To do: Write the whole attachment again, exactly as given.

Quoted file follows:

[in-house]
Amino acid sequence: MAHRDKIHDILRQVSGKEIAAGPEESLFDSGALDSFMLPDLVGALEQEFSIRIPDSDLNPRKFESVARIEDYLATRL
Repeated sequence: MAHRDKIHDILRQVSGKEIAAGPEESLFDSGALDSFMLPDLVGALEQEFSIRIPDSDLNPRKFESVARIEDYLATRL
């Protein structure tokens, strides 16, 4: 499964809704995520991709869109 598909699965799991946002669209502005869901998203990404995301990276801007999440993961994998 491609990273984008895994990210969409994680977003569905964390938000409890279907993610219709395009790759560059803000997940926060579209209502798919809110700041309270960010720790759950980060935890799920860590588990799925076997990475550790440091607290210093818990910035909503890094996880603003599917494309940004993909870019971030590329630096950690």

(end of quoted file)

[in-house]
Amino acid sequence: MAHRDKIHDILRQVSGKEIAAGPEESLFDSGALDSFMLPDLVGALEQEFSIRIPDSDLNPRKFESVARIEDYLATRL
Repeated sequence: MAHRDKIHDILRQVSGKEIAAGPEESLFDSGALDSFMLPDLVGALEQEFSIRIPDSDLNPRKFESVARIEDYLATRL
């Protein structure tokens, strides 16, 4: 499964809704995520991709869109 598909699965799991946002669209502005869901998203990404995301990276801007999440993961994998 491609990273984008895994990210969409994680977003569905964390938000409890279907993610219709395009790759560059803000997940926060579209209502798919809110700041309270960010720790759950980060935890799920860590588990799925076997990475550790440091607290210093818990910035909503890094996880603003599917494309940004993909870019971030590329630096950690």